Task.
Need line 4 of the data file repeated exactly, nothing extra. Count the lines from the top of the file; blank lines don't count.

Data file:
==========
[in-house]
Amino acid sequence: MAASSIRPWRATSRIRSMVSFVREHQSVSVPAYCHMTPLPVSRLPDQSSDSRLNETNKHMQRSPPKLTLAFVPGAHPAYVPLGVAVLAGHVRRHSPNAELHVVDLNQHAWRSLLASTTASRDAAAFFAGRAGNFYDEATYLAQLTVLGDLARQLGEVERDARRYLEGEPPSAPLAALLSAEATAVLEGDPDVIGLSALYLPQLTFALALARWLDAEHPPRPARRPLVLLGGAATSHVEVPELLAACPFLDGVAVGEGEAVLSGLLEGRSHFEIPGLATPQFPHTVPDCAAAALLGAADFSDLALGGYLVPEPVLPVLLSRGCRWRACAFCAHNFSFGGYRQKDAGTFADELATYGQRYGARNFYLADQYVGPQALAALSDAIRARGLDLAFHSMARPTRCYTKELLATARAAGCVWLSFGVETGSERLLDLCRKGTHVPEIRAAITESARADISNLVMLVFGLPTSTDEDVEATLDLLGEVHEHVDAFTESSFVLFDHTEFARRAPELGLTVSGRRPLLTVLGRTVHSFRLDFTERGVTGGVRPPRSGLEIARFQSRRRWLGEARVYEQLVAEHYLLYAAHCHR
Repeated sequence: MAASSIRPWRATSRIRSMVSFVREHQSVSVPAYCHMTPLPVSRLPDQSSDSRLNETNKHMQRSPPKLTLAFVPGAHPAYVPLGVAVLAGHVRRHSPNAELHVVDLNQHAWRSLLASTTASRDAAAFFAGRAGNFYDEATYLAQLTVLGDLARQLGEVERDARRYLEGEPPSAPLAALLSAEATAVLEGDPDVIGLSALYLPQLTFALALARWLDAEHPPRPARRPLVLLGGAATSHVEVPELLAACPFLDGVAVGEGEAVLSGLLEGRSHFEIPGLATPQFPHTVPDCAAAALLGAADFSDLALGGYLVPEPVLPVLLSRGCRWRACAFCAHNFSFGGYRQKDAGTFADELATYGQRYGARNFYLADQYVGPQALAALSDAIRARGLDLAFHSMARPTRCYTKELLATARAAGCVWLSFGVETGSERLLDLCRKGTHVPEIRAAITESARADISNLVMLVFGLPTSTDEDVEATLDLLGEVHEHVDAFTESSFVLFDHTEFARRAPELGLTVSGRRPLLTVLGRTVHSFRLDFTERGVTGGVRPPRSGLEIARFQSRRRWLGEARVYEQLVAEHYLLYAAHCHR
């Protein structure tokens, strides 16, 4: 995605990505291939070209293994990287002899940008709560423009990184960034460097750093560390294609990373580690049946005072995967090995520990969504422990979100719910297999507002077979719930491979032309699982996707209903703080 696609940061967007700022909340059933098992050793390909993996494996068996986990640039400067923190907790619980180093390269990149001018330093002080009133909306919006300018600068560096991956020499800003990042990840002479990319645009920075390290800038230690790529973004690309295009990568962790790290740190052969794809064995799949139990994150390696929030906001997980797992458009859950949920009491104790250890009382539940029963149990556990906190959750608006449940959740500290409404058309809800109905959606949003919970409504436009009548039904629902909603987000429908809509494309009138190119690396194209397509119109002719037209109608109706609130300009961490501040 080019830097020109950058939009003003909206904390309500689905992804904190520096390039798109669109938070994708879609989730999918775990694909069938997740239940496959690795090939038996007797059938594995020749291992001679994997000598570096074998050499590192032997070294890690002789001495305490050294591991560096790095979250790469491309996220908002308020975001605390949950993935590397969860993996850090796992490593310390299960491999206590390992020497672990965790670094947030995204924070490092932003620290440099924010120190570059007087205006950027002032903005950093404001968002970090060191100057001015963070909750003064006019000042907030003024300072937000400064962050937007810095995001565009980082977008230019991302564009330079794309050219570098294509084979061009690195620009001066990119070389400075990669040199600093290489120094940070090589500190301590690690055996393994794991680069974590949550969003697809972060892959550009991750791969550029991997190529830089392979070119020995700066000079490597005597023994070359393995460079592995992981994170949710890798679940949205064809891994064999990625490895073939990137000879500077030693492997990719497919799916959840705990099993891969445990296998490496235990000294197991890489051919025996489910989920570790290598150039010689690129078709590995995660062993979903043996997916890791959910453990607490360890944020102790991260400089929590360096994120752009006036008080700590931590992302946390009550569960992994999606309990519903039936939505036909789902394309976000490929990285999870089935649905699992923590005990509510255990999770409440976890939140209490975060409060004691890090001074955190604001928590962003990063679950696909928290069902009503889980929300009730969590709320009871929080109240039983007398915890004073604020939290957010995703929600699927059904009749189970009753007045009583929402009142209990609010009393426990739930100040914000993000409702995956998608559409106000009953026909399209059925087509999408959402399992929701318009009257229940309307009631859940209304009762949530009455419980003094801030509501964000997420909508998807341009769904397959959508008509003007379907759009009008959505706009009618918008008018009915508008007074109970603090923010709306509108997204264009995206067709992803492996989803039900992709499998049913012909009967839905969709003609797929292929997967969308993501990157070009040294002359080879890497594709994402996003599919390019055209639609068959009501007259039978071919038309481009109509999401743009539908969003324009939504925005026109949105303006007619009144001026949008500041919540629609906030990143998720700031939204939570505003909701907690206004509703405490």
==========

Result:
């Protein structure tokens, strides 16, 4: 995605990505291939070209293994990287002899940008709560423009990184960034460097750093560390294609990373580690049946005072995967090995520990969504422990979100719910297999507002077979719930491979032309699982996707209903703080 696609940061967007700022909340059933098992050793390909993996494996068996986990640039400067923190907790619980180093390269990149001018330093002080009133909306919006300018600068560096991956020499800003990042990840002479990319645009920075390290800038230690790529973004690309295009990568962790790290740190052969794809064995799949139990994150390696929030906001997980797992458009859950949920009491104790250890009382539940029963149990556990906190959750608006449940959740500290409404058309809800109905959606949003919970409504436009009548039904629902909603987000429908809509494309009138190119690396194209397509119109002719037209109608109706609130300009961490501040 080019830097020109950058939009003003909206904390309500689905992804904190520096390039798109669109938070994708879609989730999918775990694909069938997740239940496959690795090939038996007797059938594995020749291992001679994997000598570096074998050499590192032997070294890690002789001495305490050294591991560096790095979250790469491309996220908002308020975001605390949950993935590397969860993996850090796992490593310390299960491999206590390992020497672990965790670094947030995204924070490092932003620290440099924010120190570059007087205006950027002032903005950093404001968002970090060191100057001015963070909750003064006019000042907030003024300072937000400064962050937007810095995001565009980082977008230019991302564009330079794309050219570098294509084979061009690195620009001066990119070389400075990669040199600093290489120094940070090589500190301590690690055996393994794991680069974590949550969003697809972060892959550009991750791969550029991997190529830089392979070119020995700066000079490597005597023994070359393995460079592995992981994170949710890798679940949205064809891994064999990625490895073939990137000879500077030693492997990719497919799916959840705990099993891969445990296998490496235990000294197991890489051919025996489910989920570790290598150039010689690129078709590995995660062993979903043996997916890791959910453990607490360890944020102790991260400089929590360096994120752009006036008080700590931590992302946390009550569960992994999606309990519903039936939505036909789902394309976000490929990285999870089935649905699992923590005990509510255990999770409440976890939140209490975060409060004691890090001074955190604001928590962003990063679950696909928290069902009503889980929300009730969590709320009871929080109240039983007398915890004073604020939290957010995703929600699927059904009749189970009753007045009583929402009142209990609010009393426990739930100040914000993000409702995956998608559409106000009953026909399209059925087509999408959402399992929701318009009257229940309307009631859940209304009762949530009455419980003094801030509501964000997420909508998807341009769904397959959508008509003007379907759009009008959505706009009618918008008018009915508008007074109970603090923010709306509108997204264009995206067709992803492996989803039900992709499998049913012909009967839905969709003609797929292929997967969308993501990157070009040294002359080879890497594709994402996003599919390019055209639609068959009501007259039978071919038309481009109509999401743009539908969003324009939504925005026109949105303006007619009144001026949008500041919540629609906030990143998720700031939204939570505003909701907690206004509703405490």